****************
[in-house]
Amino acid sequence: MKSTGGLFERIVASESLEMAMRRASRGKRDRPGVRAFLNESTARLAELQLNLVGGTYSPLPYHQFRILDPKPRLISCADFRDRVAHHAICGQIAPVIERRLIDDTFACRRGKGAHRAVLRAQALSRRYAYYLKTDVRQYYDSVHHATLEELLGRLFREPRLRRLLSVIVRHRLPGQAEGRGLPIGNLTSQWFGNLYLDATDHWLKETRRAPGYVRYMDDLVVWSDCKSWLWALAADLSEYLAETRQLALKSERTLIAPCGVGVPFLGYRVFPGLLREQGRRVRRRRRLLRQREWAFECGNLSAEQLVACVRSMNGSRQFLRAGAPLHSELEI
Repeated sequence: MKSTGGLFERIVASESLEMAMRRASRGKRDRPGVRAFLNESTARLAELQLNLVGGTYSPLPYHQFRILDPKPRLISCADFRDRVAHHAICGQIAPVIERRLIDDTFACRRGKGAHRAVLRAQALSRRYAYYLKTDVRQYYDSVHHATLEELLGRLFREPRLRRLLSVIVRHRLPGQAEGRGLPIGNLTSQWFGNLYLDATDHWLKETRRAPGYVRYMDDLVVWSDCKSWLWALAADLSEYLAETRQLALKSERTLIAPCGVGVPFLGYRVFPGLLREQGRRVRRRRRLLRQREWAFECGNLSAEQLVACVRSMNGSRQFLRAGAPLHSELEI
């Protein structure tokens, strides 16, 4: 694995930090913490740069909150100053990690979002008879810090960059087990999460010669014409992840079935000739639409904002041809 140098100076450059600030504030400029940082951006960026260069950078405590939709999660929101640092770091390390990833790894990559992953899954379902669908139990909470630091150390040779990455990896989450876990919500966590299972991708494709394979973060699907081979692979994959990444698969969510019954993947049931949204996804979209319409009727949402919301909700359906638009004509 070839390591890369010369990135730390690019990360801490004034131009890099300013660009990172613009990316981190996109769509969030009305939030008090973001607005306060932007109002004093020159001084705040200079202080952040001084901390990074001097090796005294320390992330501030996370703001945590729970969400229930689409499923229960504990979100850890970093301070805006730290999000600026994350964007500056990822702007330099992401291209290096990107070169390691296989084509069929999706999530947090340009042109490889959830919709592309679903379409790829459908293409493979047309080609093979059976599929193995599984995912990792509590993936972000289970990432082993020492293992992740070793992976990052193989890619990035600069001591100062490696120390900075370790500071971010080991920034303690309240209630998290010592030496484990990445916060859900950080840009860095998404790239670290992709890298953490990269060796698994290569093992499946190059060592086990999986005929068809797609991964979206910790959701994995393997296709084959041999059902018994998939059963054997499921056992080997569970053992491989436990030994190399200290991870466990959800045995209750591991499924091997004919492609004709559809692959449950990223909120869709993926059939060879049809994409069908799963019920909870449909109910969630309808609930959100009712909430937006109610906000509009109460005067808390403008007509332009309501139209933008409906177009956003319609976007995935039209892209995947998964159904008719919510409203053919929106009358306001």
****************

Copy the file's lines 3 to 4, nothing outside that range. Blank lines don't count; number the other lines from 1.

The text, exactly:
Repeated sequence: MKSTGGLFERIVASESLEMAMRRASRGKRDRPGVRAFLNESTARLAELQLNLVGGTYSPLPYHQFRILDPKPRLISCADFRDRVAHHAICGQIAPVIERRLIDDTFACRRGKGAHRAVLRAQALSRRYAYYLKTDVRQYYDSVHHATLEELLGRLFREPRLRRLLSVIVRHRLPGQAEGRGLPIGNLTSQWFGNLYLDATDHWLKETRRAPGYVRYMDDLVVWSDCKSWLWALAADLSEYLAETRQLALKSERTLIAPCGVGVPFLGYRVFPGLLREQGRRVRRRRRLLRQREWAFECGNLSAEQLVACVRSMNGSRQFLRAGAPLHSELEI
């Protein structure tokens, strides 16, 4: 694995930090913490740069909150100053990690979002008879810090960059087990999460010669014409992840079935000739639409904002041809 140098100076450059600030504030400029940082951006960026260069950078405590939709999660929101640092770091390390990833790894990559992953899954379902669908139990909470630091150390040779990455990896989450876990919500966590299972991708494709394979973060699907081979692979994959990444698969969510019954993947049931949204996804979209319409009727949402919301909700359906638009004509 070839390591890369010369990135730390690019990360801490004034131009890099300013660009990172613009990316981190996109769509969030009305939030008090973001607005306060932007109002004093020159001084705040200079202080952040001084901390990074001097090796005294320390992330501030996370703001945590729970969400229930689409499923229960504990979100850890970093301070805006730290999000600026994350964007500056990822702007330099992401291209290096990107070169390691296989084509069929999706999530947090340009042109490889959830919709592309679903379409790829459908293409493979047309080609093979059976599929193995599984995912990792509590993936972000289970990432082993020492293992992740070793992976990052193989890619990035600069001591100062490696120390900075370790500071971010080991920034303690309240209630998290010592030496484990990445916060859900950080840009860095998404790239670290992709890298953490990269060796698994290569093992499946190059060592086990999986005929068809797609991964979206910790959701994995393997296709084959041999059902018994998939059963054997499921056992080997569970053992491989436990030994190399200290991870466990959800045995209750591991499924091997004919492609004709559809692959449950990223909120869709993926059939060879049809994409069908799963019920909870449909109910969630309808609930959100009712909430937006109610906000509009109460005067808390403008007509332009309501139209933008409906177009956003319609976007995935039209892209995947998964159904008719919510409203053919929106009358306001």